Prof Ahmed A Azad, PhD
The pharmaceutical sector in Bangladesh has huge potential and opportunities for producing affordable modern medicines for the ordinary citizens as well as the developing world. The vibrant pharmaceutical industry produces 98 percent of all medicines used domestically, and exports high-quality drugs to about 130 countries. Almost all medicines made locally are generic (exact copies of the original drugs) produced by repackaging (“fill-finishing”) of imported active chemical ingredients (ACI). At a recent seminar organised by the Dhaka Chamber of Commerce and Industry (DCCI), it was claimed that local production of ACI could substantially decrease the production cost of generic medicines and increase export earnings from the current USD 130 million to over USD 1 billion within five years (The Daily Star, November 3, 2019). The pharmaceutical industry and university researchers have till now failed to join forces to develop generic API in Bangladesh, even though the required expertise and technologies are available.
To move with the times, and for long-term viability, the local pharmaceutical industry needs to think beyond generic medicines. In the last two decades, largely as a consequence of lifestyle, climate and environmental changes, non-communicable diseases (NCDs) and chronic ailments (such as diabetes, hypertension, asthma and various cancers) have rapidly proliferated in both developed and developing countries. Chemically synthesised small-molecule drugs, and their generic copies, have not proved to be sufficiently effective against these NCDs and chronic diseases.
Attention has largely shifted to a new class of drugs, Biologics, which are genetically-engineered versions of naturally occurring bioactive proteins and peptides present in the human body. Cheaper copies of Biologics, which retain their biological and therapeutic properties, are known as “Biosimilars” as they are structurally similar but not identical to the originator Biologics. Biologics and Biosimilars are produced by recombinant DNA technology where microscopic bacteria, fungi or mammalian cells are converted into living factories for the large-scale production of rare and high-value foreign proteins.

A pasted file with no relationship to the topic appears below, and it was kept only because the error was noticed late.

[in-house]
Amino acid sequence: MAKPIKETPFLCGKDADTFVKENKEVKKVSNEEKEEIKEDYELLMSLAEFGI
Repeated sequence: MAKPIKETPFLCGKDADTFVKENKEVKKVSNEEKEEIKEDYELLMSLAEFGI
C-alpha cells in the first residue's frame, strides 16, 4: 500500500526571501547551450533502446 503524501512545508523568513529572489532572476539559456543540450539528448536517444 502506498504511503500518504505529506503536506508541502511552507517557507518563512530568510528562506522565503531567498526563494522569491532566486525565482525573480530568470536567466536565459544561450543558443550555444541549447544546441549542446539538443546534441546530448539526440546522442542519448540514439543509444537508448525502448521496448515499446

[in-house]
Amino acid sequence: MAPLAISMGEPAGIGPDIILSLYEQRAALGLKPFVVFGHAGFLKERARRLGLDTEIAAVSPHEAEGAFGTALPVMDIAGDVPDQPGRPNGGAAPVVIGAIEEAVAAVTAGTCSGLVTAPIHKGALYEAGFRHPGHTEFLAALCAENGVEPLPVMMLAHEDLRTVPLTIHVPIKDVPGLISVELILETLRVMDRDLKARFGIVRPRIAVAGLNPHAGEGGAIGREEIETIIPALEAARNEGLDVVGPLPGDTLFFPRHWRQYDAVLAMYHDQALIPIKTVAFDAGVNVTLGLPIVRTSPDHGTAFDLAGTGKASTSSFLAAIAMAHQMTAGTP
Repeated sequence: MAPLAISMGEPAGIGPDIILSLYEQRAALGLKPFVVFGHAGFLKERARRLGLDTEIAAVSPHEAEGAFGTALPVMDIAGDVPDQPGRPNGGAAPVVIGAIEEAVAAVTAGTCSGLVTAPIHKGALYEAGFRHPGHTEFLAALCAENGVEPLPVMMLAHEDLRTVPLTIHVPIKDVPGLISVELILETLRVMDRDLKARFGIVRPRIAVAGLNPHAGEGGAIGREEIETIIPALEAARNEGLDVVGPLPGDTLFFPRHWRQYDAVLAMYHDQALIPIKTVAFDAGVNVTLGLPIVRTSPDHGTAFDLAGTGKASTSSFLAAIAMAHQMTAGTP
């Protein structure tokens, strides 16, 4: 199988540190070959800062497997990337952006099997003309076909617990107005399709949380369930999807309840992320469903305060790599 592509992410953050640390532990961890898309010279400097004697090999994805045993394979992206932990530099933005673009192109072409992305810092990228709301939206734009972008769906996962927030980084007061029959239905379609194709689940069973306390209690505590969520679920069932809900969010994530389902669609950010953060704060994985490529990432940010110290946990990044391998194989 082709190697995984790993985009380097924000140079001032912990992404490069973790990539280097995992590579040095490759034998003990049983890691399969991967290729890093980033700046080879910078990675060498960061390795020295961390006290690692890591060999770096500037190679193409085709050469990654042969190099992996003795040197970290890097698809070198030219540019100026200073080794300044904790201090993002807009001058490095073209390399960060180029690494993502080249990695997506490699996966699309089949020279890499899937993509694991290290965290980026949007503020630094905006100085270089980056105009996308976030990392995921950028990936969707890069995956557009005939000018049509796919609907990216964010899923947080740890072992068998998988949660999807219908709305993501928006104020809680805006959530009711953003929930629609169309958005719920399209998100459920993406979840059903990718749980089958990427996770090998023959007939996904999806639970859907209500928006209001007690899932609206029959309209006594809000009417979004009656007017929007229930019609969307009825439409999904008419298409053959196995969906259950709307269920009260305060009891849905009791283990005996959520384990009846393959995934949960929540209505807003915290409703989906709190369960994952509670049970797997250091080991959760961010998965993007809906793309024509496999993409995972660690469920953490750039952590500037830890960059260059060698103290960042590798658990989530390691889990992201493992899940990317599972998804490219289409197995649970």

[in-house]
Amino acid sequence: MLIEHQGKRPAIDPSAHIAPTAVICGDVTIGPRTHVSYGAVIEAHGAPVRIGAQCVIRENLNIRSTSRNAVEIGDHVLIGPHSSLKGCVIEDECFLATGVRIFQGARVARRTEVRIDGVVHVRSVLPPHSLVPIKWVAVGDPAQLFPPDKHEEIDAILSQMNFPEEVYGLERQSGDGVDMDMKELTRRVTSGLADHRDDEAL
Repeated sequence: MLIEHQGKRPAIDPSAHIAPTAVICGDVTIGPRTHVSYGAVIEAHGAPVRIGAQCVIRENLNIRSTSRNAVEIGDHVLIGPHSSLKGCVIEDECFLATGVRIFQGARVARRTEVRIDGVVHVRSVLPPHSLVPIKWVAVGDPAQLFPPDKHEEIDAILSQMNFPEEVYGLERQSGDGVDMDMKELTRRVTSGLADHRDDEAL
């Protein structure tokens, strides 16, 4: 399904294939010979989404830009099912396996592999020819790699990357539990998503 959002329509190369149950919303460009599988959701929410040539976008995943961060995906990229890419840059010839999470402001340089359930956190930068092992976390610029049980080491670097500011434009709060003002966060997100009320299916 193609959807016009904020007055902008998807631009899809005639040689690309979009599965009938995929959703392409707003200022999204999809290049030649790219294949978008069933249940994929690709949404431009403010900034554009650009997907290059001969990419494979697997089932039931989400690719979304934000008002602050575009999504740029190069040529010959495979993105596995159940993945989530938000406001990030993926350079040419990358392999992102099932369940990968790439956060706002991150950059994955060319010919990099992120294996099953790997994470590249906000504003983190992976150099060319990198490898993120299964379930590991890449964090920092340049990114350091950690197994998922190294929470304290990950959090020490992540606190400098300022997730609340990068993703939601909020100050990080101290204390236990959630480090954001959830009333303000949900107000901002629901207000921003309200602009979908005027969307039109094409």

In more recent times, a new class of Biologics has entered the market and it constitutes the bulk of novel drugs in the pipeline of major multinational drug companies. In these new Biologics, proteins or peptides of medical importance are linked to, and resemble, human monoclonal antibody (mAb) molecules. These new mAb Biologics are unusually potent in treating and managing previously untreatable forms of NCDs and chronic diseases. These new wonder drugs are extremely expensive, costing in excess of USD 50,000 per person every year, and clearly out of reach for the common man. There is, therefore, huge demand for cheaper mAb Biosimilars. Producing these in developed countries is not effective in making them more affordable to the citizens of poorer countries.
This has created a great opportunity for any developing country, with reasonable technological proficiency and low labour and production costs, to step in to produce the new class of Biosimilars. The global market for Biosimilars, and particularly the mAb Biosimilars, was USD 2 billion in 2013, and has now surpassed USD 30 billion, and is projected to reach up to USD 0.5 trillion in 2026. Even if Bangladesh could capture 5 percent of the global market for Biosimilars, it could amount to USD 50 billion and its export could become the largest, and most stable, foreign exchange earner for the country. Compared to generic medicines, the development of the new Biosimilars, particularly the mAb Biosimilars, is technologically and conceptually complex. Because they are biologically produced, Biosimilars are not exact copies of the original Biologics, and as such they are subjected to very extensive and costly regulatory procedures to ascertain safety and effectiveness, resulting in increased production costs.